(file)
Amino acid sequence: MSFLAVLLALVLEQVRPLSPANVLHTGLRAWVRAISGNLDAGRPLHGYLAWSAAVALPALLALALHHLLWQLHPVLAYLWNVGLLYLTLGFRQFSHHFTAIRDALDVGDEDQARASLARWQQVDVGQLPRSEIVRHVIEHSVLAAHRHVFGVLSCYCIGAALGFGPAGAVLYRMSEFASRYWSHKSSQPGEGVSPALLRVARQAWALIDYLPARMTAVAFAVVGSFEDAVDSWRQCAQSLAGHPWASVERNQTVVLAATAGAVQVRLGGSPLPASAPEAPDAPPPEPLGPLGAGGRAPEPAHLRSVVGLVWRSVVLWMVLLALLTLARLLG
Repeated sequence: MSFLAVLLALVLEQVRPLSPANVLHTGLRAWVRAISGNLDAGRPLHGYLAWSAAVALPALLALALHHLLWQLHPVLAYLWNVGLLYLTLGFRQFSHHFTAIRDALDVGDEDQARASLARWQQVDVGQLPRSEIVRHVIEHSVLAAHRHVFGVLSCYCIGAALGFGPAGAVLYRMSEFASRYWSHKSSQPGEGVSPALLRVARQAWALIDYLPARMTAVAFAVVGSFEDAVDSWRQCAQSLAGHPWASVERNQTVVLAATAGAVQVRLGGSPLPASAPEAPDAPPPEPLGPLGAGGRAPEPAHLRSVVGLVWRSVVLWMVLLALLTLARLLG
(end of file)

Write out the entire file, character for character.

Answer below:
Amino acid sequence: MSFLAVLLALVLEQVRPLSPANVLHTGLRAWVRAISGNLDAGRPLHGYLAWSAAVALPALLALALHHLLWQLHPVLAYLWNVGLLYLTLGFRQFSHHFTAIRDALDVGDEDQARASLARWQQVDVGQLPRSEIVRHVIEHSVLAAHRHVFGVLSCYCIGAALGFGPAGAVLYRMSEFASRYWSHKSSQPGEGVSPALLRVARQAWALIDYLPARMTAVAFAVVGSFEDAVDSWRQCAQSLAGHPWASVERNQTVVLAATAGAVQVRLGGSPLPASAPEAPDAPPPEPLGPLGAGGRAPEPAHLRSVVGLVWRSVVLWMVLLALLTLARLLG
Repeated sequence: MSFLAVLLALVLEQVRPLSPANVLHTGLRAWVRAISGNLDAGRPLHGYLAWSAAVALPALLALALHHLLWQLHPVLAYLWNVGLLYLTLGFRQFSHHFTAIRDALDVGDEDQARASLARWQQVDVGQLPRSEIVRHVIEHSVLAAHRHVFGVLSCYCIGAALGFGPAGAVLYRMSEFASRYWSHKSSQPGEGVSPALLRVARQAWALIDYLPARMTAVAFAVVGSFEDAVDSWRQCAQSLAGHPWASVERNQTVVLAATAGAVQVRLGGSPLPASAPEAPDAPPPEPLGPLGAGGRAPEPAHLRSVVGLVWRSVVLWMVLLALLTLARLLG